Location, location, location. The North Side is the magnet for refugees. The two agencies that work with refugees (InterFaith Works and Catholic Charities) are here. I wish people could see beyond CNN and see Muslims as individual people.

What do you want people to know about your mosque?

It’s a place of worship. Many good people came to America for religious freedom. That’s still the case. Most of our refugees have pretty heart-breaking stories. If they came here for refuge, we should give them refuge.

What do you think is underneath the opposition?

Change is difficult for everyone and this is certainly a major shift. This is the perfect place for the North Side Learning Center. This is mainly for the people of the North Side. We are not competing with anyone. The Islamic Society of Central New York serves the university area well. This would serve the North Side well. We have no place in this community to serve 5,000 people for our major holidays. How many people are really upset about it and how many will be served? Anyone who says la illaha il Allah muhammadir rasul Allah (no God except God, Muhammad is his messenger) is welcome.

What will happen to Bob School (the city school district’s Refugee Assistance Center)?

The school district is leasing it through June. We hope we can work something out so it can stay.

Why do you want a fence around the property? Some people might interpret that as trying to keep people away.

(Michael Davis Photo | Syracuse New Times)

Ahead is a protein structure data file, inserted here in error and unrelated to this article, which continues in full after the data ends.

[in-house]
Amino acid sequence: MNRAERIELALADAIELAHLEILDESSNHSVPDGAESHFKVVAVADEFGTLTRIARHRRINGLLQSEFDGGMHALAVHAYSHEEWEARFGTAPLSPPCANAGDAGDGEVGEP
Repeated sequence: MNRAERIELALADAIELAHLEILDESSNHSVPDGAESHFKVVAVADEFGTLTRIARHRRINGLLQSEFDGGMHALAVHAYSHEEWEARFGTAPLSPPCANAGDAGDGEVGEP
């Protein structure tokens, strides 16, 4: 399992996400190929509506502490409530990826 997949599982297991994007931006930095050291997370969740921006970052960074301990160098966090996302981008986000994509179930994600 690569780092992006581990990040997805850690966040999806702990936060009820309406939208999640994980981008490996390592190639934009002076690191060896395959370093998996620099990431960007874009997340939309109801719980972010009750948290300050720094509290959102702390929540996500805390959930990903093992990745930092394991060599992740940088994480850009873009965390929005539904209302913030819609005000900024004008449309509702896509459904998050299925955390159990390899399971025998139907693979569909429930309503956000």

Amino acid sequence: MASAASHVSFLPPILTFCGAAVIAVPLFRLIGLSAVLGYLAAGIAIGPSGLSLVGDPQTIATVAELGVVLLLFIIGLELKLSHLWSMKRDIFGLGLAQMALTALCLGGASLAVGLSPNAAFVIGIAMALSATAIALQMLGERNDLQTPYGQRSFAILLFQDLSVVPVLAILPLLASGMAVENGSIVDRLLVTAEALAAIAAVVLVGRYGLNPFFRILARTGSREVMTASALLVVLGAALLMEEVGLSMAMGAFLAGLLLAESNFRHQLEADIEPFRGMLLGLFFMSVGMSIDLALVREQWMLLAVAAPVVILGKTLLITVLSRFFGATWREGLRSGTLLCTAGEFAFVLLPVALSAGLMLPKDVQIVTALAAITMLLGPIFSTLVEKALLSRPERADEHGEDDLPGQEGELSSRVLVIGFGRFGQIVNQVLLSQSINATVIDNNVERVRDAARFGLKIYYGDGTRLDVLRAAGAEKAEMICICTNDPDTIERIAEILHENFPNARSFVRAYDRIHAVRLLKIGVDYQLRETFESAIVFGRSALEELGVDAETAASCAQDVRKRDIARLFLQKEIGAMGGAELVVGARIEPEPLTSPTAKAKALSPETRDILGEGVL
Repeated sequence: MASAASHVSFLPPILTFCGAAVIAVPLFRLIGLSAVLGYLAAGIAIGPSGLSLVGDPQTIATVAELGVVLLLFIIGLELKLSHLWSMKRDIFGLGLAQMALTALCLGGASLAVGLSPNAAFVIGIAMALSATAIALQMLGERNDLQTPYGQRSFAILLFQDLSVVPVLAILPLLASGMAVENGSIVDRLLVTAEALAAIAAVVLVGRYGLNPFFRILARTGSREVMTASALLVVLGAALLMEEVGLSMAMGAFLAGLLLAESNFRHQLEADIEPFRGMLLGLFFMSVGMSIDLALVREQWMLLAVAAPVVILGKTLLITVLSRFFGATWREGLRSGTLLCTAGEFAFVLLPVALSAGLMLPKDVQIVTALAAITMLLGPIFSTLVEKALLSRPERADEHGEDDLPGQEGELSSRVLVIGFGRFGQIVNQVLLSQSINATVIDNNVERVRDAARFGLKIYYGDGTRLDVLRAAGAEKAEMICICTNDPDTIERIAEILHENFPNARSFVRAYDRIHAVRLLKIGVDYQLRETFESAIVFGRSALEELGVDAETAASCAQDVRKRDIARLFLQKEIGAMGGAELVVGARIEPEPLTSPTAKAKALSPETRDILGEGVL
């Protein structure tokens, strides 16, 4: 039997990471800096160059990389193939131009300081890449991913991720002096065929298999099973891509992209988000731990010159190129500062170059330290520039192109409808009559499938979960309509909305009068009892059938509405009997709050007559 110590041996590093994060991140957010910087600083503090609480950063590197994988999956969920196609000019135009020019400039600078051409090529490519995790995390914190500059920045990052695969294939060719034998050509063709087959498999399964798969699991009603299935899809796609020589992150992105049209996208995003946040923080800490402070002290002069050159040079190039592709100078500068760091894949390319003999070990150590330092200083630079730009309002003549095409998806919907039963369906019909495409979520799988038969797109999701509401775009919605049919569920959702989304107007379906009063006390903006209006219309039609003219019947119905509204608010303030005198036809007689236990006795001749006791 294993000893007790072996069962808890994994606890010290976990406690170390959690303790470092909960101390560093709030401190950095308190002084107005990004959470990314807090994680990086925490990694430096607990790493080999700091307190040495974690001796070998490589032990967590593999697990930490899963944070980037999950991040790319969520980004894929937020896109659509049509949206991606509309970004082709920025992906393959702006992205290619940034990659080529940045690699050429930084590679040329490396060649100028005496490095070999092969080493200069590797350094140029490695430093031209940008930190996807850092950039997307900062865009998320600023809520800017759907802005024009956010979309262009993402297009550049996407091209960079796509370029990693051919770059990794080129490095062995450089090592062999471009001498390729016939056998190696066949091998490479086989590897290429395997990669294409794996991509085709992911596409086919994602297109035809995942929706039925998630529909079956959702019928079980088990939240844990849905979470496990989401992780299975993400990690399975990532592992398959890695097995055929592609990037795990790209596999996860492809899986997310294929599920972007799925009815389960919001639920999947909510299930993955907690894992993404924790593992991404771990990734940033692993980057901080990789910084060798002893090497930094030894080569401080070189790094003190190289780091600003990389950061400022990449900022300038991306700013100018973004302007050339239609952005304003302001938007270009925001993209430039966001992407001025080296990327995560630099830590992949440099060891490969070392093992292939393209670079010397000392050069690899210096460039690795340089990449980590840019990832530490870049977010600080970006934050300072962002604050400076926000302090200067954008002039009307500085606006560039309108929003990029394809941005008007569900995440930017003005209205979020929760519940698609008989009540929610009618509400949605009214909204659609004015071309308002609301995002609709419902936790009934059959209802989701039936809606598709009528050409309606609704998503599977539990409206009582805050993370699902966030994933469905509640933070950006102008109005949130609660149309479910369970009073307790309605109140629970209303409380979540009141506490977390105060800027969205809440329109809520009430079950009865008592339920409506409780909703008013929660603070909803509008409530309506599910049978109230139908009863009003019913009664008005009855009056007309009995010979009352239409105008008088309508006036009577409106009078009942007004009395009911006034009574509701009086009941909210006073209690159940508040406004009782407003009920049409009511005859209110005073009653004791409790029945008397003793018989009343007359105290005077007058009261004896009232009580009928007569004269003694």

(Michael Davis Photo | Syracuse New Times)

That is based on our prior location (808 N. McBride St., above the Family Dollar store), where there has been some trespassing and minor vandalism. We have to keep our volunteers safe. Every time we put up lights, people break them. There is a tavern across the street and perhaps unsavory things are going on there. We are wide open. We are not being secretive or insular. We want people to come and see what we’re doing.

Tell me about the name of the mosque.

We are calling it Masjit Isa Ibn Maryam, which means Mosque of Jesus the Son of Mary, to honor this neighborhood and its past.

Why do you want to remove the crosses?

When I drive home, I see thousands of crosses. I understand the sentiment. If you are a good Christian, I respect you. We are Muslim. We don’t use crosses. We are going to paint inside the church because we don’t honor icons. We can’t pray in a place that has images of animals or humans. They are beautiful, but when we are praying there should be no images. We focus on praying to God and not being distracted. The only decorations inside a mosque are Arabic words.

Do you think people are more upset that the building won’t be used as a church or that it will be used as a mosque?

I don’t know if there’s underlying racism. I just don’t know. People say, “They’re going to convert people. And kill them.” Are you kidding me? We’re not evangelical. We’re not knocking on doors. We just want to do good things in the neighborhood. 



ReneeRenée K. Gadoua is a freelance writer and editor who lives in Manlius. Follow her on Twitter @ReneeKGadoua.